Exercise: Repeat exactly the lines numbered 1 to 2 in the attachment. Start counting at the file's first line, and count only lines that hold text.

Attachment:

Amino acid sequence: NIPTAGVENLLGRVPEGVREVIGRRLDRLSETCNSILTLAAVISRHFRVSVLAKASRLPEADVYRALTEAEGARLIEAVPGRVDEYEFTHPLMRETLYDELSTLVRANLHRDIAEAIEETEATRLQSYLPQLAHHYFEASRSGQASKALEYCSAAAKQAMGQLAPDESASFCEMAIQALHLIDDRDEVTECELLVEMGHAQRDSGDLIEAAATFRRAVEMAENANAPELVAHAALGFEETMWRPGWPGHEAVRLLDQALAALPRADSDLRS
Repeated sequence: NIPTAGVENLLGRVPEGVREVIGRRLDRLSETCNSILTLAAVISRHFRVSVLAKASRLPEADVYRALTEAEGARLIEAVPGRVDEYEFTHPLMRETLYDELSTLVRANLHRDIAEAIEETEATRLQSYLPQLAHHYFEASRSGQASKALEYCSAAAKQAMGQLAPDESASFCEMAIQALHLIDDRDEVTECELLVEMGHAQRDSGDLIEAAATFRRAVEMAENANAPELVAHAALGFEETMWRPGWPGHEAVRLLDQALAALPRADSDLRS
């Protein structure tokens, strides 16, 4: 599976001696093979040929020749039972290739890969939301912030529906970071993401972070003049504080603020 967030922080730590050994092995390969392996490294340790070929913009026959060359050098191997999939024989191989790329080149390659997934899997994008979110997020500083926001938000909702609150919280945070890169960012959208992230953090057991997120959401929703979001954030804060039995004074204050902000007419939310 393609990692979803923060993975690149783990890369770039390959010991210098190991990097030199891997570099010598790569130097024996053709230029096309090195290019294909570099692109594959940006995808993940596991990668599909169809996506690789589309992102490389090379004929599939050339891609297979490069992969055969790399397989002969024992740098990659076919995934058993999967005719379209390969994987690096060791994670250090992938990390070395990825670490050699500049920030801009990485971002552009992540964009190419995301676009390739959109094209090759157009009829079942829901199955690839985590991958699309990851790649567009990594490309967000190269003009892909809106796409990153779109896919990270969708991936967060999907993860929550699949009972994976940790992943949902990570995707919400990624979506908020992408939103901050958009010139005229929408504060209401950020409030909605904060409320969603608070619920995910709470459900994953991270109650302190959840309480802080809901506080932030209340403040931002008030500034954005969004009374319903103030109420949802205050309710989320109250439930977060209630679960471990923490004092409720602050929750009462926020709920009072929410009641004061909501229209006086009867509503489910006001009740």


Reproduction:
Amino acid sequence: NIPTAGVENLLGRVPEGVREVIGRRLDRLSETCNSILTLAAVISRHFRVSVLAKASRLPEADVYRALTEAEGARLIEAVPGRVDEYEFTHPLMRETLYDELSTLVRANLHRDIAEAIEETEATRLQSYLPQLAHHYFEASRSGQASKALEYCSAAAKQAMGQLAPDESASFCEMAIQALHLIDDRDEVTECELLVEMGHAQRDSGDLIEAAATFRRAVEMAENANAPELVAHAALGFEETMWRPGWPGHEAVRLLDQALAALPRADSDLRS
Repeated sequence: NIPTAGVENLLGRVPEGVREVIGRRLDRLSETCNSILTLAAVISRHFRVSVLAKASRLPEADVYRALTEAEGARLIEAVPGRVDEYEFTHPLMRETLYDELSTLVRANLHRDIAEAIEETEATRLQSYLPQLAHHYFEASRSGQASKALEYCSAAAKQAMGQLAPDESASFCEMAIQALHLIDDRDEVTECELLVEMGHAQRDSGDLIEAAATFRRAVEMAENANAPELVAHAALGFEETMWRPGWPGHEAVRLLDQALAALPRADSDLRS